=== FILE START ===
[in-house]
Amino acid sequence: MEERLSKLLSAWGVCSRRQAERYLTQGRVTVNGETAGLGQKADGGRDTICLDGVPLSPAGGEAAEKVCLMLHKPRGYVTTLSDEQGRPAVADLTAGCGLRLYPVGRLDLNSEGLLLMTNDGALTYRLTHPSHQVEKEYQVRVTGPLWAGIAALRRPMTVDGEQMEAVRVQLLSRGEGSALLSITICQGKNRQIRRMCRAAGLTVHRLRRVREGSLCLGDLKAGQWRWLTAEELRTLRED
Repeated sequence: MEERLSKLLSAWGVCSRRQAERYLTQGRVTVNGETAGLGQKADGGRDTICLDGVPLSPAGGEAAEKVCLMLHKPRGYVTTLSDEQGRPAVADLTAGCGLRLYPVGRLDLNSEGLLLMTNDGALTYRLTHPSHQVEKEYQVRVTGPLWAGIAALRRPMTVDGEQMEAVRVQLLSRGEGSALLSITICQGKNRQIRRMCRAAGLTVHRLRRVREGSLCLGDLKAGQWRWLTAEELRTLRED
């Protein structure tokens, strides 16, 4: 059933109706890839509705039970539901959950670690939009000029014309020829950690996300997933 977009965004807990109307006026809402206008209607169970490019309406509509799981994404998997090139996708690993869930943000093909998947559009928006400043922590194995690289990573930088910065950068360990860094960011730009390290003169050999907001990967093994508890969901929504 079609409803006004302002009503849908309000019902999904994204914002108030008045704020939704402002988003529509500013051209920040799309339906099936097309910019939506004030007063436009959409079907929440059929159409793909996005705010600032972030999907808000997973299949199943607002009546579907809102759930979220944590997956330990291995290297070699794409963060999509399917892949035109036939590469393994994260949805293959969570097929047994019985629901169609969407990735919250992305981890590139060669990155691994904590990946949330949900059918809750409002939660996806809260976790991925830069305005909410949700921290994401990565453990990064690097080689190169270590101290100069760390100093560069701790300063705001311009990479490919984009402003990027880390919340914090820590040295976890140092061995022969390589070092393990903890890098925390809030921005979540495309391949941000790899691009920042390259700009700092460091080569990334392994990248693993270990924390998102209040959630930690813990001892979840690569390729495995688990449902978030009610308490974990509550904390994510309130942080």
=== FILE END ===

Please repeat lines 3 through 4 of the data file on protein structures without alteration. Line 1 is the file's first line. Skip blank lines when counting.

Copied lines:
Repeated sequence: MEERLSKLLSAWGVCSRRQAERYLTQGRVTVNGETAGLGQKADGGRDTICLDGVPLSPAGGEAAEKVCLMLHKPRGYVTTLSDEQGRPAVADLTAGCGLRLYPVGRLDLNSEGLLLMTNDGALTYRLTHPSHQVEKEYQVRVTGPLWAGIAALRRPMTVDGEQMEAVRVQLLSRGEGSALLSITICQGKNRQIRRMCRAAGLTVHRLRRVREGSLCLGDLKAGQWRWLTAEELRTLRED
């Protein structure tokens, strides 16, 4: 059933109706890839509705039970539901959950670690939009000029014309020829950690996300997933 977009965004807990109307006026809402206008209607169970490019309406509509799981994404998997090139996708690993869930943000093909998947559009928006400043922590194995690289990573930088910065950068360990860094960011730009390290003169050999907001990967093994508890969901929504 079609409803006004302002009503849908309000019902999904994204914002108030008045704020939704402002988003529509500013051209920040799309339906099936097309910019939506004030007063436009959409079907929440059929159409793909996005705010600032972030999907808000997973299949199943607002009546579907809102759930979220944590997956330990291995290297070699794409963060999509399917892949035109036939590469393994994260949805293959969570097929047994019985629901169609969407990735919250992305981890590139060669990155691994904590990946949330949900059918809750409002939660996806809260976790991925830069305005909410949700921290994401990565453990990064690097080689190169270590101290100069760390100093560069701790300063705001311009990479490919984009402003990027880390919340914090820590040295976890140092061995022969390589070092393990903890890098925390809030921005979540495309391949941000790899691009920042390259700009700092460091080569990334392994990248693993270990924390998102209040959630930690813990001892979840690569390729495995688990449902978030009610308490974990509550904390994510309130942080």